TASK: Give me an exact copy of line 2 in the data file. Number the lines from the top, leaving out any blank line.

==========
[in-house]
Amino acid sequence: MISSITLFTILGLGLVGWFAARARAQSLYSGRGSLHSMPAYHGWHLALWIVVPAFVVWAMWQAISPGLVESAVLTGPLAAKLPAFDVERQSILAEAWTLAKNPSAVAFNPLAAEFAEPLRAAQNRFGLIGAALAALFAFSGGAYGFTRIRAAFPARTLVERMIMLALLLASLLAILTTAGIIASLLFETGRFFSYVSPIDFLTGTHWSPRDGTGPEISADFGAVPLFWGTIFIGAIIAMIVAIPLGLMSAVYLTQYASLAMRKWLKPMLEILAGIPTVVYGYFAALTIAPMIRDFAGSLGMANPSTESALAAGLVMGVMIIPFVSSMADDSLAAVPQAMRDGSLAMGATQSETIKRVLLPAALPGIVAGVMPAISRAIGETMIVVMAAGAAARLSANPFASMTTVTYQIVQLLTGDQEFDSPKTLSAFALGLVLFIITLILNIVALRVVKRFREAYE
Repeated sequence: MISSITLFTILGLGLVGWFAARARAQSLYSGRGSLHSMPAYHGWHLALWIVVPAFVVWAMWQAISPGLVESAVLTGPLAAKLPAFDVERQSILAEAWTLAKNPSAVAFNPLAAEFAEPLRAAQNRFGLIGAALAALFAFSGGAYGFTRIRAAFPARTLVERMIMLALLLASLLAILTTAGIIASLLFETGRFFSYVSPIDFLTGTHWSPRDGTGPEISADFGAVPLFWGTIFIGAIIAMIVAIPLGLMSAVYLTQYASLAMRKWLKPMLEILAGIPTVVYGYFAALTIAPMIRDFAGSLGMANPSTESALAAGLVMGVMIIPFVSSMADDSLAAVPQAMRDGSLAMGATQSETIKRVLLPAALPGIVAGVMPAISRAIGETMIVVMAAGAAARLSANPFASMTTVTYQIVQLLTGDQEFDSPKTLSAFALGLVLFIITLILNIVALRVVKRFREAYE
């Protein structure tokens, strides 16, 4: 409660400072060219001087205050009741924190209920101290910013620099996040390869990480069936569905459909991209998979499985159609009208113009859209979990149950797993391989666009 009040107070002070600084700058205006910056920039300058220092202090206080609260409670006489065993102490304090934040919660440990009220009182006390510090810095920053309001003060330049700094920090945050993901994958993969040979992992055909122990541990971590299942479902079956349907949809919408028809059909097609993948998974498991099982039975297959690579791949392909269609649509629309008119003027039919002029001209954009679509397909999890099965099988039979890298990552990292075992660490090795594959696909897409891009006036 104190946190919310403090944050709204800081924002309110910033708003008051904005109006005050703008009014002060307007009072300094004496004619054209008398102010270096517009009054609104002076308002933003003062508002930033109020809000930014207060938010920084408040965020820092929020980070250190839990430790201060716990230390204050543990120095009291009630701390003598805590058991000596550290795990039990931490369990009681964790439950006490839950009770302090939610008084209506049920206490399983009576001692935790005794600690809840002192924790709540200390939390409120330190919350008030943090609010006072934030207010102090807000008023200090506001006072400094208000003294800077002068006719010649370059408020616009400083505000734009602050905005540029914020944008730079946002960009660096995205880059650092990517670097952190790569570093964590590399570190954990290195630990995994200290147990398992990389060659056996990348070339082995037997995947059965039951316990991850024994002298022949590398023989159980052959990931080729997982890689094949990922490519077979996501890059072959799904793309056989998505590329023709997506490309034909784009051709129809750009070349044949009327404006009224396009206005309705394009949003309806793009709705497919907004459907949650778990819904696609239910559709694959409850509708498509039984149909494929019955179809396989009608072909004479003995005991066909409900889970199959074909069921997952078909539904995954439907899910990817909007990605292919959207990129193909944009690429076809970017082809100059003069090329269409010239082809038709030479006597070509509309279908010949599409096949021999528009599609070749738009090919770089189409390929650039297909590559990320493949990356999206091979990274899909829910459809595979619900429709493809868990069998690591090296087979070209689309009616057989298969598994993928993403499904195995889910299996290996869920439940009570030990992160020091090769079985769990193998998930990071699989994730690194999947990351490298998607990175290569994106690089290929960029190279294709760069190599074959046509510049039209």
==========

Amino acid sequence: MISSITLFTILGLGLVGWFAARARAQSLYSGRGSLHSMPAYHGWHLALWIVVPAFVVWAMWQAISPGLVESAVLTGPLAAKLPAFDVERQSILAEAWTLAKNPSAVAFNPLAAEFAEPLRAAQNRFGLIGAALAALFAFSGGAYGFTRIRAAFPARTLVERMIMLALLLASLLAILTTAGIIASLLFETGRFFSYVSPIDFLTGTHWSPRDGTGPEISADFGAVPLFWGTIFIGAIIAMIVAIPLGLMSAVYLTQYASLAMRKWLKPMLEILAGIPTVVYGYFAALTIAPMIRDFAGSLGMANPSTESALAAGLVMGVMIIPFVSSMADDSLAAVPQAMRDGSLAMGATQSETIKRVLLPAALPGIVAGVMPAISRAIGETMIVVMAAGAAARLSANPFASMTTVTYQIVQLLTGDQEFDSPKTLSAFALGLVLFIITLILNIVALRVVKRFREAYE